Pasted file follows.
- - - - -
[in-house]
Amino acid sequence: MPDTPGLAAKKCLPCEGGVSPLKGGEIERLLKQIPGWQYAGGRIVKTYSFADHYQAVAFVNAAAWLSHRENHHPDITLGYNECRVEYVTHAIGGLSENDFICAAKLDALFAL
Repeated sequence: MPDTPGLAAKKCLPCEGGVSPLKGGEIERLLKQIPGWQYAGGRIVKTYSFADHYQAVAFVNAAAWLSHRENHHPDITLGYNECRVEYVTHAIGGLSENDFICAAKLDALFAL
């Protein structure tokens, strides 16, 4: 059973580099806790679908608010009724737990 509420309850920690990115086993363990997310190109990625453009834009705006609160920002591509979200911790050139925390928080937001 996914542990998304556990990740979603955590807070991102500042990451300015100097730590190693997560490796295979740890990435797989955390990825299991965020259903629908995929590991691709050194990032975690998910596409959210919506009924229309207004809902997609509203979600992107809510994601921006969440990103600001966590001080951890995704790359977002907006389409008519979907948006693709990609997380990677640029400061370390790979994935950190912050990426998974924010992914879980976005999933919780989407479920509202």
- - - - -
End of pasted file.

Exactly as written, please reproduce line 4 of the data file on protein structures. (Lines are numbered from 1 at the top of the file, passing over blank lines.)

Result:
């Protein structure tokens, strides 16, 4: 059973580099806790679908608010009724737990 509420309850920690990115086993363990997310190109990625453009834009705006609160920002591509979200911790050139925390928080937001 996914542990998304556990990740979603955590807070991102500042990451300015100097730590190693997560490796295979740890990435797989955390990825299991965020259903629908995929590991691709050194990032975690998910596409959210919506009924229309207004809902997609509203979600992107809510994601921006969440990103600001966590001080951890995704790359977002907006389409008519979907948006693709990609997380990677640029400061370390790979994935950190912050990426998974924010992914879980976005999933919780989407479920509202």